Peak Industries’ finger joint mill in Cranbrook pictured March 3rd, 2021. (Bradley Jones, MyEastKootenayNow.com staff)
“Always, as long as I am alive, it will be about jobs. I believe that some people have a gift and mine is making jobs for people.”
Currently, Fehr has arrangements and agreements with four other companies that are currently leasing space on the industrial lands.
Steel River Group is a pipeline service company that is working on natural gas pipelines for both TransCanada and Fortis. They managed to secure the contract to cover both pipeline networks and will be providing jobs for several years to come. Peak Industries is currently in discussion to work out a long-term arrangement on the site, if not a permanent placement for Steel River Group.
Applied Compression has a shop on the west side of the property. The local company builds and sells high-end compression equipment and parts. Recently, Quebec’s Xebec Industries purchased Applied Compression and is currently employing six people at the site, with plans to have 10 total jobs in the next couple of months. Peak Industries is discussing a permanent arrangement on the industrial lands with the company.
Glen Trasport is also leasing land to park their trucks and trailers, saving their Cranbrook area drivers additional trips back to headquarters in Skookumchuck. Bennett said a long-term relationship is being discussed.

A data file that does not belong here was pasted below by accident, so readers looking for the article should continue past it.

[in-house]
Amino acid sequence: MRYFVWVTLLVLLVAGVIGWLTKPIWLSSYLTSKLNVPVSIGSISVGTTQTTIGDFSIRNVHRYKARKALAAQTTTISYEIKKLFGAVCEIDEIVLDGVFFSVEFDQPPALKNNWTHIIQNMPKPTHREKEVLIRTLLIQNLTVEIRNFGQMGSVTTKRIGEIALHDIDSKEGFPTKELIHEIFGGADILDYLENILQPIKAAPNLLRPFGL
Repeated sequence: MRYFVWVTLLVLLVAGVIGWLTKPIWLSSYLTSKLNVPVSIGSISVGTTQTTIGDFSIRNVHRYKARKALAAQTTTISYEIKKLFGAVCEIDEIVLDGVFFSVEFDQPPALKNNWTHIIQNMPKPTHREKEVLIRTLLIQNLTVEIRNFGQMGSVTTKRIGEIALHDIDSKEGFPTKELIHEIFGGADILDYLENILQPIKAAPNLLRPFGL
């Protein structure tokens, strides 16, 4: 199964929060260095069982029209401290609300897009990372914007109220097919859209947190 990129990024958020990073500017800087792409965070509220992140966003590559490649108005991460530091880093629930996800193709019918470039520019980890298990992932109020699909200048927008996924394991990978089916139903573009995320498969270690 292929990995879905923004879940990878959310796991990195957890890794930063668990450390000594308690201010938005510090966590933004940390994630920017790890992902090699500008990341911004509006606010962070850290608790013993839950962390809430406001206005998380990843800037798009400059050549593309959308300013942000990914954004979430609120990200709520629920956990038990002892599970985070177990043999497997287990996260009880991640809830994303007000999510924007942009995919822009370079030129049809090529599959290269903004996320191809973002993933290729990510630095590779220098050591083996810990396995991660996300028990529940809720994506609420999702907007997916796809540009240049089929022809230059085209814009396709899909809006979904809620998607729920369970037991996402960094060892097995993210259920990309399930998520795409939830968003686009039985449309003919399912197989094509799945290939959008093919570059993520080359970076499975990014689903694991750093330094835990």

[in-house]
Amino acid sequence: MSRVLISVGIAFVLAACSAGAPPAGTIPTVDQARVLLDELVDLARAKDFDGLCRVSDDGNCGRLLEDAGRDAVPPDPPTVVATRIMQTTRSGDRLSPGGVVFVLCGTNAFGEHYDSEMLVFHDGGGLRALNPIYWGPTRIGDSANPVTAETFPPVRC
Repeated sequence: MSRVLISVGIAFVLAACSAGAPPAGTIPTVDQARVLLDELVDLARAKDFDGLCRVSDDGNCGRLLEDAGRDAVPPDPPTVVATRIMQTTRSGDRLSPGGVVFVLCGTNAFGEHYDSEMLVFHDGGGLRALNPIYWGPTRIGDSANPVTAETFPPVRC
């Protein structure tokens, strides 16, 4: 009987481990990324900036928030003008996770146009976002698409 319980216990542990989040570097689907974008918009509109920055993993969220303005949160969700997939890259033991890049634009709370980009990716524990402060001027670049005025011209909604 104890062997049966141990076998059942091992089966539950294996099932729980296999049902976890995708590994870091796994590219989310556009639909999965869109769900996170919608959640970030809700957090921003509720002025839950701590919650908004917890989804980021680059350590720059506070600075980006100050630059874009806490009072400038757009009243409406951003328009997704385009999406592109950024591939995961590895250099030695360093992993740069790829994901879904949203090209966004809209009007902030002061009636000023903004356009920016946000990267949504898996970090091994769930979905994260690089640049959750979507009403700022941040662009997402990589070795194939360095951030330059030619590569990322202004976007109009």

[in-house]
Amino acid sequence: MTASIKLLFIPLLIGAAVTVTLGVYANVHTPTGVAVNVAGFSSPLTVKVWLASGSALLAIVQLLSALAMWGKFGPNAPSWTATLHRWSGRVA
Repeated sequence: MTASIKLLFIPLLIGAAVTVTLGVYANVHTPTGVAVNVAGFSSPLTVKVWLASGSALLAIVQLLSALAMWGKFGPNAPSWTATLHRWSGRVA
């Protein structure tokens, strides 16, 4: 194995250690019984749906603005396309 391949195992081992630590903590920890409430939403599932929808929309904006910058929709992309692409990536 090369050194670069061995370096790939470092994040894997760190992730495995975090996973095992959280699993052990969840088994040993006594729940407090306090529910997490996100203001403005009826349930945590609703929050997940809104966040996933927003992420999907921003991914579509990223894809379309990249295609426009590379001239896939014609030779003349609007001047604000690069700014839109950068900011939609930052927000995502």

Fehr also created a new company, Peak Logging – currently known as FB Logging, which will use the large truck bays at the southeast end of the finger joint mill for a shop. The company is set to operate locally in the region, lending to further job creation. Fehr noted they spent $2.4-million on logging equipment for the company just prior to Wednesday’s ceremony.
“Having only been here for three months, we’re really excited about the companies we’ve got on site today and look forward to continuing conversations with some great potential additions,” said Josh Power, Project Manager with Peak Properties. “There’s no doubt that this industrial park has the potential to bring a lot of good jobs to Cranbrook, something we know Brian is really passionate about.”
Cranbrook Mayor Lee Pratt said they are grateful that Fehr came forward and made the multi-million dollar deal for the industrial lands.
“When the City bought this property, we had a vision of developing it and bringing jobs and industries to town, and when COVID hit, things kinds of went sideways in our budget talks,” Pratt explained at the ceremony. “We were quite concerned about the revenue we were going to be bringing in, what was our tax base going to be and that, so we decided we didn’t really have the resources, commitment from staff, and the money to see the development of it and we decided to sell it.”
“Lucky for us Brian Fehr stepped up,” added Pratt. “Brian has the same vision that I had and the Council had from the development of this, and the jobs and the industries, and it was a good choice for us to partner up with.”
While the entire industrial land remains a single 100-acre parcel, plans are in place to subdivide and provide varying lot sizes and shapes. Discussions remain ongoing between Peak Industries and several local and out-of-town businesses and investments to locate the site.
According to Bennett, Fehr isn’t just looking at foresty projects in Cranbrook but other industries as well, including high-technology, green energy, and more.
“It’s a story that isn’t over yet, it’s just in the telling right now.”